Smoking and Chronic Kidney Disease

For many decades, the U.S. Surgeon General has warned Americans about the ill effects from smoking. According to the Centers for Disease Control and Prevention, smoking harms nearly every organ of the body. Therefore, it is not surprising to learn that smoking also plays a role in the progression of chronic kidney disease (CKD). The first study that showed the connection between smoking and kidney disease was done in 1978. Since then many studies have supported this finding.

According to the Multiple Risk Factor Intervention Trial (MRFIT), smoking is one of the leading risk factors that can lead to end stage renal disease (ESRD).

How smoking can harm kidneys

Here are some of the possible ways smoking is thought to harm kidneys:

  • Increases blood pressure and heart rate
  • Reduces blood flow in the kidneys
  • Increases production of angiotensin II (a hormone produced in kidney)
  • Narrows the blood vessels in the kidneys
  • Damages arterioles (branches of arteries)
  • Forms arteriosclerosis (thickening and hardening) of the renal arteries
  • Accelerates loss of kidney function

In addition to tobacco, smoking allows other toxins into the body. And according to the American Association of Kidney Patients (AAKP), studies have shown that smoking is harmful for the kidneys, and can cause kidney disease to progress and increases the risk for proteinuria (excessive amount of protein in the urine).

Diabetes, high blood pressure and chronic kidney disease

Diabetes and high blood pressure are the two leading causes of CKD. Studies have found that people with diabetes and/or high blood pressure who smoke add to the risk of getting CKD. In both groups smoking increased the chances of getting renal disease. Smoking also accelerated the occurrence of kidney disease. Stopping smoking was shown to help a person maintain kidney function.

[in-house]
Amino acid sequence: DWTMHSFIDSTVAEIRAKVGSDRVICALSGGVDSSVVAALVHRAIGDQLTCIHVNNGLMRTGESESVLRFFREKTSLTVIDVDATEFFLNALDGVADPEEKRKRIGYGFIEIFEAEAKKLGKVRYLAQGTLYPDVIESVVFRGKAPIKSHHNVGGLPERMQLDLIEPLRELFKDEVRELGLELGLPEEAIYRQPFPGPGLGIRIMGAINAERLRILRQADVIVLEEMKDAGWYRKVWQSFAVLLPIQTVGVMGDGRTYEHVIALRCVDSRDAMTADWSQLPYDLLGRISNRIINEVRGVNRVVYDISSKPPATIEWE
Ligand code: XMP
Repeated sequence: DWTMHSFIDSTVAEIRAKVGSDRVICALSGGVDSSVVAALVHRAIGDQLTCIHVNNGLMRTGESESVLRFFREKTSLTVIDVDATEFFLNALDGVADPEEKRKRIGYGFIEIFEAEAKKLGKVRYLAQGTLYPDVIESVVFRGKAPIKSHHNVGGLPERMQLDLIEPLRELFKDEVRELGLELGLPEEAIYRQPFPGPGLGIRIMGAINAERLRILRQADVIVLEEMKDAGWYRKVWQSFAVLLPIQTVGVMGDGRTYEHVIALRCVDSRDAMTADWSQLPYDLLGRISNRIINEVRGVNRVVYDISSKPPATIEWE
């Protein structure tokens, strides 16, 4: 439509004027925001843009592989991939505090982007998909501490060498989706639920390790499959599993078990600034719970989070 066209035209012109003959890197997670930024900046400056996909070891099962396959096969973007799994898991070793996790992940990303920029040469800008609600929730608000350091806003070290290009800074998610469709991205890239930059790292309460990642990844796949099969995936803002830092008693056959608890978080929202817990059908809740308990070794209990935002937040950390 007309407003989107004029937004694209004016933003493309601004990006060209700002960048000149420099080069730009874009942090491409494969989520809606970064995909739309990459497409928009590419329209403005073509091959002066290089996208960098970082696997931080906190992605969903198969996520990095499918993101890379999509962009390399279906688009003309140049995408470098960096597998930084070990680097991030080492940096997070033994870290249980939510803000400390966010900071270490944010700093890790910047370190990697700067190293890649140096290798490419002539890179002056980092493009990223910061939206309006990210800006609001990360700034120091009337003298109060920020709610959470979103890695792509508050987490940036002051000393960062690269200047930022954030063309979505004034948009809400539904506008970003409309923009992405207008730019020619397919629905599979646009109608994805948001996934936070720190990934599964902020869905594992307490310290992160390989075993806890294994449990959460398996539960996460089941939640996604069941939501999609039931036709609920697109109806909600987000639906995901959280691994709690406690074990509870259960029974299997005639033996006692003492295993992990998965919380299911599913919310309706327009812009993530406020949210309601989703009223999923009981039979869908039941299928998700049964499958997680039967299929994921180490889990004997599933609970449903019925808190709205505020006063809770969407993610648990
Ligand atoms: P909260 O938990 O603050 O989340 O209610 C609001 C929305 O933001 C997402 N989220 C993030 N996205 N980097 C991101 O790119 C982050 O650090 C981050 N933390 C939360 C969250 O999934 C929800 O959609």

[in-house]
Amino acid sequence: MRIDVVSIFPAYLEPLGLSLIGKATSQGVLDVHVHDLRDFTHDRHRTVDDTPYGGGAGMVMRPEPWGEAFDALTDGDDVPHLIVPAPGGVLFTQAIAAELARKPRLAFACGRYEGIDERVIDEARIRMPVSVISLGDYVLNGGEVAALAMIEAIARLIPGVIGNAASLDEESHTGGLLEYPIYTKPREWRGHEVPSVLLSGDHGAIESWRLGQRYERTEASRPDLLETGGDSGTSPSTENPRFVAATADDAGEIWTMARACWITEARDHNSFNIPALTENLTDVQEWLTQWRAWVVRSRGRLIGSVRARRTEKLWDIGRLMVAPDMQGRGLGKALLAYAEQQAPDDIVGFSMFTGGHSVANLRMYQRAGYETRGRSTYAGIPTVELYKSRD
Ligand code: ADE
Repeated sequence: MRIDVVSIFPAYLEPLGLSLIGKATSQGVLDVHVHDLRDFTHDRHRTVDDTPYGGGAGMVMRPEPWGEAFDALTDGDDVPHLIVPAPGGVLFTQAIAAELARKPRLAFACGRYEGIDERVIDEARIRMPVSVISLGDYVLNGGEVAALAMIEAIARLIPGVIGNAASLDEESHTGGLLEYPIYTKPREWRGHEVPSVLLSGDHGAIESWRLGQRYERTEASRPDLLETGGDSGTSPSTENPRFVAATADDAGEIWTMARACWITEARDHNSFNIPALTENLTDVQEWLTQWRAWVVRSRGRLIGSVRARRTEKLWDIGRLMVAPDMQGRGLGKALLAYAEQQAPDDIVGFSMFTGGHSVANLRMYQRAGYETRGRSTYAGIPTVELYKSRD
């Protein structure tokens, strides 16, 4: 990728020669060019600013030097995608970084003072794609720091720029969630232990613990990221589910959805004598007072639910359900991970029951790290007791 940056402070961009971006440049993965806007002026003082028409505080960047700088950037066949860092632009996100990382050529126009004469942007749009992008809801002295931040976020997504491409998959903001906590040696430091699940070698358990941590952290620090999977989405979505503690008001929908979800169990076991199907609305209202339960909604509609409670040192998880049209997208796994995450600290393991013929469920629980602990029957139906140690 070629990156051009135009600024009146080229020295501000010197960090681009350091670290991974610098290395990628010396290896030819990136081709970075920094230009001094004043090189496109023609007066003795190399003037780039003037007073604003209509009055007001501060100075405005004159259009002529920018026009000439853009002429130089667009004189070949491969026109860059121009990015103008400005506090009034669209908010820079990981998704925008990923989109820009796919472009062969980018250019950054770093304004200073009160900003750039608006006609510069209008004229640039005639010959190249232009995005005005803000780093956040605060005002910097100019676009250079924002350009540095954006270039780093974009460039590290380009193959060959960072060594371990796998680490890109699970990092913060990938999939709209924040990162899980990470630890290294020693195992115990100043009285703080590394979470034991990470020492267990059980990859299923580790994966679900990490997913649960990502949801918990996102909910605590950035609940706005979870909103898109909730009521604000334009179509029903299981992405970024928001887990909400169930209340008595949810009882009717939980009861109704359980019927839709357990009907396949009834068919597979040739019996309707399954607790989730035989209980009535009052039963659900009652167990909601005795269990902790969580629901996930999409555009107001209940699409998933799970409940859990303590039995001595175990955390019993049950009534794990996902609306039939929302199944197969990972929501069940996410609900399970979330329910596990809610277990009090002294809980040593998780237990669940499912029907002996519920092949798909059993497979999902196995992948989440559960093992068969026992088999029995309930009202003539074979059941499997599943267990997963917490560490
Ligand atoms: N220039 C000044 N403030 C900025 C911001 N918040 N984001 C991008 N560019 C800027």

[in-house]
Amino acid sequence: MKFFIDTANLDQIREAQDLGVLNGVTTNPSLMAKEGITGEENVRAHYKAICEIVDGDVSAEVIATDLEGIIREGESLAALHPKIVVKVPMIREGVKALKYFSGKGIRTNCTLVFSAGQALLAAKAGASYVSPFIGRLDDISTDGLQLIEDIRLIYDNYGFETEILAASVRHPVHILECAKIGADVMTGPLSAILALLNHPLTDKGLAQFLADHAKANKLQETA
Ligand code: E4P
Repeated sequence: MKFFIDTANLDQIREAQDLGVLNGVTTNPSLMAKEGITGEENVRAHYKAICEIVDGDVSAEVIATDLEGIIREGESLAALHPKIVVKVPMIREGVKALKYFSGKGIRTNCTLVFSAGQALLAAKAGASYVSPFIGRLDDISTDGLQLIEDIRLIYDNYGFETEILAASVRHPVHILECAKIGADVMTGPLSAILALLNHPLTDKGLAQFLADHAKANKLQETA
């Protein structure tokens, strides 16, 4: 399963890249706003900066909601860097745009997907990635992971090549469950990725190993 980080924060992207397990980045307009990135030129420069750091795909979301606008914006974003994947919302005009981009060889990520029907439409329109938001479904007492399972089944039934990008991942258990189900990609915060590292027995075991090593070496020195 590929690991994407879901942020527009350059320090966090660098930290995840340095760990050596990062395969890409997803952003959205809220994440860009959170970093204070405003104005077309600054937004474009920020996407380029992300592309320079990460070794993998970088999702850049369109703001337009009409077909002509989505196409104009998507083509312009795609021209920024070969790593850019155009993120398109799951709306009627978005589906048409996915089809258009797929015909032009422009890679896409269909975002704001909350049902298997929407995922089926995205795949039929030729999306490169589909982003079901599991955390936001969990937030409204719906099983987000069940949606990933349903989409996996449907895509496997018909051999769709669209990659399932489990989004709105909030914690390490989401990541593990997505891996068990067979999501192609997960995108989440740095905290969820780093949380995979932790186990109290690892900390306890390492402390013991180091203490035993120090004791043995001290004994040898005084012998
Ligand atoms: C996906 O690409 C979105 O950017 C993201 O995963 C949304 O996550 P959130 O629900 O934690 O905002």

Heart disease and smoking

For people with kidney disease who smoke, stopping may be the one most important thing they can do to slow the progression of both kidney and heart failure.

For people who have had a kidney transplant and not stopped smoking, their chances of survival decrease due to the risk of cardiovascular problems. The best way to a successful transplant outcome is to stop smoking.

Smoking even hurts healthy kidneys

According to information from the Multiple Risk Factor Intervention Trial, men in the general population, who don’t have kidney disease, are at an increased risk for getting end stage renal disease if they are smokers. The risk gets even higher for heavy smokers. Cigarette smoking has been called the most preventable risk factor for maintaining good health. Studies show that in addition to heart disease, cancer and the other diseases attributed to smoking, it has also contributed to renal failure among those who were not kidney disease patients.

Tips to stop smoking

Since the number of cigarettes smoked tend to increase the risks for renal failure, cutting down may be helpful. Ideally, however, quitting would be the best option. While quitting is difficult due to nicotine addiction, cravings and temptations, there are steps to help you succeed in not smoking. Sometimes it takes a few tries to stop smoking completely, but it’s worth the effort to become smoke free.

  • Talk to your doctor about nicotine-replacement therapies like gums and patches, as well as medicines such as Zyban to help you.
  • Give yourself a quit date and throw out all tobacco products.
  • Have a strategy for helping you overcome cravings:
    • Chew gum, suck on hard candy, nibble on low-calorie snacks throughout the day or make your meals last longer.
    • Call a telephone-quit line, check websites or talk to friends and family members for support.
    • Try deep breathing or meditation until the urge passes.
  • Join a quit-smoking program.
  • Keep trying until you quit.

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